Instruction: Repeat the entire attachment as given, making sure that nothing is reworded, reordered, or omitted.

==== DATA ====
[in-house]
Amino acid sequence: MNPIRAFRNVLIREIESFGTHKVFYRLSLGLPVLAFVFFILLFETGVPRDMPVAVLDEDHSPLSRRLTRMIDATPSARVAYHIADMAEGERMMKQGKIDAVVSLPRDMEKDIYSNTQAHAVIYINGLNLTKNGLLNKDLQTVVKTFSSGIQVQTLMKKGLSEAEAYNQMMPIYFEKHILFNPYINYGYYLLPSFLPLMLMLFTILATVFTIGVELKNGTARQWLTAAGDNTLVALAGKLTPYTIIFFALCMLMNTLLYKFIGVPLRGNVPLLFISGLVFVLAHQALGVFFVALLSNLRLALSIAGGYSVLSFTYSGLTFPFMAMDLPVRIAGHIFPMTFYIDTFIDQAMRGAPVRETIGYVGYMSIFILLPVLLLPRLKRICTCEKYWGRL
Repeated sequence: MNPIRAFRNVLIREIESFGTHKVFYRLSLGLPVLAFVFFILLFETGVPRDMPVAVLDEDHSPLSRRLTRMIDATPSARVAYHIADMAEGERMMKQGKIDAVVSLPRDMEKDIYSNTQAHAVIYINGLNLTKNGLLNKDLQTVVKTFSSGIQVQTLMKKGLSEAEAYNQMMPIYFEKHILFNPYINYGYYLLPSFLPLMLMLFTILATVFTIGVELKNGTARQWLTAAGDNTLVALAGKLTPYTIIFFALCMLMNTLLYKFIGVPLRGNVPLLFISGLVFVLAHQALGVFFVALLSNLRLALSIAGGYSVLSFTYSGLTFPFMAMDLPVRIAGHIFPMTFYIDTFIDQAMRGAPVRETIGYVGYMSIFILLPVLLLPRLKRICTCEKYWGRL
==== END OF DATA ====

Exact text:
[in-house]
Amino acid sequence: MNPIRAFRNVLIREIESFGTHKVFYRLSLGLPVLAFVFFILLFETGVPRDMPVAVLDEDHSPLSRRLTRMIDATPSARVAYHIADMAEGERMMKQGKIDAVVSLPRDMEKDIYSNTQAHAVIYINGLNLTKNGLLNKDLQTVVKTFSSGIQVQTLMKKGLSEAEAYNQMMPIYFEKHILFNPYINYGYYLLPSFLPLMLMLFTILATVFTIGVELKNGTARQWLTAAGDNTLVALAGKLTPYTIIFFALCMLMNTLLYKFIGVPLRGNVPLLFISGLVFVLAHQALGVFFVALLSNLRLALSIAGGYSVLSFTYSGLTFPFMAMDLPVRIAGHIFPMTFYIDTFIDQAMRGAPVRETIGYVGYMSIFILLPVLLLPRLKRICTCEKYWGRL
Repeated sequence: MNPIRAFRNVLIREIESFGTHKVFYRLSLGLPVLAFVFFILLFETGVPRDMPVAVLDEDHSPLSRRLTRMIDATPSARVAYHIADMAEGERMMKQGKIDAVVSLPRDMEKDIYSNTQAHAVIYINGLNLTKNGLLNKDLQTVVKTFSSGIQVQTLMKKGLSEAEAYNQMMPIYFEKHILFNPYINYGYYLLPSFLPLMLMLFTILATVFTIGVELKNGTARQWLTAAGDNTLVALAGKLTPYTIIFFALCMLMNTLLYKFIGVPLRGNVPLLFISGLVFVLAHQALGVFFVALLSNLRLALSIAGGYSVLSFTYSGLTFPFMAMDLPVRIAGHIFPMTFYIDTFIDQAMRGAPVRETIGYVGYMSIFILLPVLLLPRLKRICTCEKYWGRL